In those days, Montessori materials were made in Holland and shipped across the ocean. When I arrived at the training center office I found the young course assistant sitting on the floor surrounded by enormous wooden packing crates. I repeated my announcement and she responded, “That’s great! Now, how about giving me a hand?” and passed me a crowbar. From that day to this, I have never looked back, and it has been “great” and it’s been hard work too.
After completing my training and teaching for one year in Cincinnati, I moved out to the Portland area to teach at Vancouver Montessori School. In 1981, my wife and I borrowed the money from her parents to buy a tiny Montessori school with one classroom of materials, a lease in a public school building, and an enrolment of 9. Over the next 27 years we, along with a growing community of committed teachers and parents, built one of the finest schools in the Portland area, if not the U.S. The Montessori School of Beaverton today is a non-profit board-run school for 180 students ages three through twelve with carefully designed buildings on six hilly acres. Over the years we touched the lives of hundreds of students and their families.
It is those students, now grown up and many with families of their own, who represent the proof that what we dedicated our lives to was indeed worthwhile. Some are business entrepreneurs, others run non-profit organizations, are artists or scientists or even teachers. What they all have in common is strong sense of self, of personal integrity, of tolerance and inclusiveness, and of mission. They all share a desire to make a contribution to make their community and their world better. They value their Montessori education and many of them consider themselves lucky that their parents found a place where they could realize their potential and grow as thoughtful, responsible and self-motivated human beings. In retrospect though, I was the lucky one. It’s not everyone who gets the chance to be in on the ground floor of building an institution wholly dedicated to good work that makes the world a little better every day and that will outlive me by decades.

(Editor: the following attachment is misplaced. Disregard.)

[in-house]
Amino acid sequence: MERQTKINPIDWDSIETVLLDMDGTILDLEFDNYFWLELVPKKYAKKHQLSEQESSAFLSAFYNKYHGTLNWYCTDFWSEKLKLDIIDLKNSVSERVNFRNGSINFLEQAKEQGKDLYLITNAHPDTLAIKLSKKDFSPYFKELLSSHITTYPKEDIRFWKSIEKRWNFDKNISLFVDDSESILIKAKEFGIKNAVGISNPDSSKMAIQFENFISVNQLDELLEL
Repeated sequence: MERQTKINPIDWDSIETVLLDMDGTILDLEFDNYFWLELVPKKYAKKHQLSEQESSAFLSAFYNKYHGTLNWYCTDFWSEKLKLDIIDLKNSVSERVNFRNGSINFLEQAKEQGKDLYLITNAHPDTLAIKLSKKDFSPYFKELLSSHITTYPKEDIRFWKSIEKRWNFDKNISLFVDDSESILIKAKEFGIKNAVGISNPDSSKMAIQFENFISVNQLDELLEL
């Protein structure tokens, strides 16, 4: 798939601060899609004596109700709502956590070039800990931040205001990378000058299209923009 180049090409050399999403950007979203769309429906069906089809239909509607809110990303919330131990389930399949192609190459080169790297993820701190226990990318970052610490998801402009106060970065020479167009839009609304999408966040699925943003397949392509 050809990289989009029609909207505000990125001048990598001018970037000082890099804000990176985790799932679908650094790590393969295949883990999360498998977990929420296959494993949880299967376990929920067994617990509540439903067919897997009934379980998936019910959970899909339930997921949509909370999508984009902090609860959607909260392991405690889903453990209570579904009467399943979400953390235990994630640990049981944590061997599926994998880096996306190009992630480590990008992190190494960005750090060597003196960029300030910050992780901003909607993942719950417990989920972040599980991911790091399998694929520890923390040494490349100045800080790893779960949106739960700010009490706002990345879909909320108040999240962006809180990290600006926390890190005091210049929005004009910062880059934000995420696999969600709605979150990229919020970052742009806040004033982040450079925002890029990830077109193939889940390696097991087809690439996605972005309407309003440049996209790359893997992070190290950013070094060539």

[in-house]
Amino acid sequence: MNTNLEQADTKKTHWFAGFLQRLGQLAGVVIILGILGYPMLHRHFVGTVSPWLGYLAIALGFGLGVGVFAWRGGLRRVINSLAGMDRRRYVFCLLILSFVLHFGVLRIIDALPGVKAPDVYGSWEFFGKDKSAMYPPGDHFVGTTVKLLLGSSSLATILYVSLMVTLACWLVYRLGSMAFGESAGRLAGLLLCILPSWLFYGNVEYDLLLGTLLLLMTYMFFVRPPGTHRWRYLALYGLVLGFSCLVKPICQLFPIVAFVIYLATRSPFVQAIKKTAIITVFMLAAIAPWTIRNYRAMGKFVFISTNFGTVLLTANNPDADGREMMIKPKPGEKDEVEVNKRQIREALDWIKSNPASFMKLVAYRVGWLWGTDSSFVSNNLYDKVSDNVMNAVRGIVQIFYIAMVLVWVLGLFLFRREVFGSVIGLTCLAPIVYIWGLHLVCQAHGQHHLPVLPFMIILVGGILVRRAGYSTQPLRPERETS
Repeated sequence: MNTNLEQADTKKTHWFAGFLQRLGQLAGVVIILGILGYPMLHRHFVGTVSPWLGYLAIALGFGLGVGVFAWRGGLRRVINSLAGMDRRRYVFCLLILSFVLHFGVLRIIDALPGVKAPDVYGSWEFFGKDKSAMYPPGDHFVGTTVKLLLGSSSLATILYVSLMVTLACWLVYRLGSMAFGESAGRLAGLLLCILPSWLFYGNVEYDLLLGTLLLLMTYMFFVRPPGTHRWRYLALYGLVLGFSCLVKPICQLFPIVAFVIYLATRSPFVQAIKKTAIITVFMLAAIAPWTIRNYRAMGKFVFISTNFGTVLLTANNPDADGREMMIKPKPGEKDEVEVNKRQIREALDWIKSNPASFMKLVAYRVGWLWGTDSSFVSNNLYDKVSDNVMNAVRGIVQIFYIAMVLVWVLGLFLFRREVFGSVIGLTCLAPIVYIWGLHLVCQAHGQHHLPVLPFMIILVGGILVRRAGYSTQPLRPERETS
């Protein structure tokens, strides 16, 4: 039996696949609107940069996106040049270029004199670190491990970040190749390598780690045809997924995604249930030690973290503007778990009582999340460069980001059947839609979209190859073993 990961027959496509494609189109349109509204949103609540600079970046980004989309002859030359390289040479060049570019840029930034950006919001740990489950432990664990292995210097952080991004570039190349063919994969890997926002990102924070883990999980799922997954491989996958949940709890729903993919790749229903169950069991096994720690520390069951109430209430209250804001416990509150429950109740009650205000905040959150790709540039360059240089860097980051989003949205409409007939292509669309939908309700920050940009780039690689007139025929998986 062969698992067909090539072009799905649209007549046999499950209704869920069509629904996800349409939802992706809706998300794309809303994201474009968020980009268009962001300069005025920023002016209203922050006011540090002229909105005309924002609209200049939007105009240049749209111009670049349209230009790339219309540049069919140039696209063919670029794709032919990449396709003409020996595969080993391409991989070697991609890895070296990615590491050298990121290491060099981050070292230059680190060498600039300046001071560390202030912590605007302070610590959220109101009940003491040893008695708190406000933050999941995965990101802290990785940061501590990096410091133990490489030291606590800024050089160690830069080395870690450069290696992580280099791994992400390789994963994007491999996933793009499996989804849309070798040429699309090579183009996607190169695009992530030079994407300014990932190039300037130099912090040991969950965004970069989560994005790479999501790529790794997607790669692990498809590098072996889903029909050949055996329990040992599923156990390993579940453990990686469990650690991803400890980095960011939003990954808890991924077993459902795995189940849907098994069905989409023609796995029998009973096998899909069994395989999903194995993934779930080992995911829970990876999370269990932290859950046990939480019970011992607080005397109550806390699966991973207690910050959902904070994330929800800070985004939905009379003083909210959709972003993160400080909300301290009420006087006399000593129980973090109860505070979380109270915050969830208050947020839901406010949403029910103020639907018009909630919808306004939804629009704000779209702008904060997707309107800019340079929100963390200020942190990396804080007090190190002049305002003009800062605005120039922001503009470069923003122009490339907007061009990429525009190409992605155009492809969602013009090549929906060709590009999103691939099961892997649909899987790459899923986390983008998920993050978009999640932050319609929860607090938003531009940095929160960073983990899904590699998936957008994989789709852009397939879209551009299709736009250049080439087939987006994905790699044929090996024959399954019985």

Since retiring from Headship in 2007, I have scaled back to part-time work as an adjunct administrator with Montessori in Redlands, California, allowing me the time to travel the world to speak on administrative topics and Montessori. Montessori is an international language and I have spoken in the U.S. and Canada, in Europe and Asia and Australia. I am also the founding President of the Montessori Administrators Association, an AMI affiliate that serves Montessori schools by supporting administrators, and a regular blogger on their parent education site mariamontessori.com. I also serve on several non-profit boards, including the Association Montessori Internationale and this training center, Montessori Institute Northwest.
And so my story is one of moving from frustration and disillusionment to a life of satisfaction and accomplishment, making a real difference in children’s lives and therefore the world, thanks to a career in Montessori.